returned linked list. The returned filename is allocated by
> Generally, the results of automated leak analysis tools need to be taken
> with a mountain of salt, particularly if what you are paying attention
> to is what remains allocated at program exit. Such data can only fairly
> be called a leak if there is no accessible pointer to it --- but the tools
> are pretty bad at making that determination, at least with C programs.
Your consideration is reasonable: remaining heap object can still be referenced
when exit; in this case, it's not a leak. But have you tried LeakSanitizer, a
"modern" memory leak detector? LeakSanitizer works like a garbage collector ---
it does trace objects from the "root set", including the globals, the registers,
each thread's stack, and TLS variables. As long as you stay away from pointer
black magics, LeakSanitizer is unlikely to produce false-positives.
Even if I believe in LeakSanitizer, it's absolutely stupid to ignore the
recommendations from an experienced developer. To really make sure that there's
memory leak, I verified the leak with gdb. When ProcessConfigFile is entered, I
set a breakpoint to print guc_strdup's return value ($rax) in
set_config_sourcefile. I also set a breakpoint on free to print the argument
($rdi). To sum up: for any returned pointer ofguc_strdup, if a
cannot be found, then we can confirm that there's a leak.
Attached is the output of gdb, which confirms the leak.
Hugh Wang <[hidden email]> writes:
> Even if I believe in LeakSanitizer, it's absolutely stupid to ignore the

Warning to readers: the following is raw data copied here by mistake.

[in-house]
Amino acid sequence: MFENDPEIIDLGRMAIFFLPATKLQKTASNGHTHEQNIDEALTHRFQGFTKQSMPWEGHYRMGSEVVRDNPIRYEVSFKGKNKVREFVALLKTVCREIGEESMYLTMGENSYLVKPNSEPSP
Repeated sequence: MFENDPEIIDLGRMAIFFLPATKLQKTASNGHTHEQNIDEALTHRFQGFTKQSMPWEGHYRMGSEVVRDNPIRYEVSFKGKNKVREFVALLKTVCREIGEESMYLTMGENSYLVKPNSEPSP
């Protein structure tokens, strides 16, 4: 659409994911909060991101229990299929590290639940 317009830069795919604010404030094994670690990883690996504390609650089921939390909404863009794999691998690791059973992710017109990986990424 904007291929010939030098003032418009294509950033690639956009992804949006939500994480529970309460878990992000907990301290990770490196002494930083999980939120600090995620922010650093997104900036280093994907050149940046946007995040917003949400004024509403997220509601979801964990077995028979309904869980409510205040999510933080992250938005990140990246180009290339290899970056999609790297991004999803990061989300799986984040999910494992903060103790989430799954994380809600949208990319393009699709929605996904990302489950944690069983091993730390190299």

> recommendations from an experienced developer. To really make sure that there's
> memory leak, I verified the leak with gdb. When ProcessConfigFile is entered, I
> set a breakpoint to print guc_strdup's return value ($rax) in
> set_config_sourcefile. I also set a breakpoint on free to print the argument
> ($rdi). To sum up: for any returned pointer ofguc_strdup, if a
> corresponding free
> cannot be found, then we can confirm that there's a leak.
[ shrug... ] Nonetheless, your analysis is faulty, because it's
experimentally demonstrable that there is no leak. I just left
a backend run for quite some time, hitting it with a stream of
SIGHUPs, and for good measure having it read the pg_file_settings view
over and over so that the show_all_file_settings code path is being
exercised as well. By now, if either of those code paths was leaking
even one single byte per execution, I could see the difference in "top".
But the process memory size is not moving.
I speculate that you may be confusing the transient ConfigVariable
data structures with the non-transient GUC storage (struct config_generic
and its overlays). The former data structure, including attached strings
such as filenames, is palloc'd in a short-lived memory context and we
get rid of it by dropping the context. The actual GUC storage is malloc'd
so we have to take care to free() any string we replace. As far as I can
tell, we do. set_config_sourcefile certainly does so.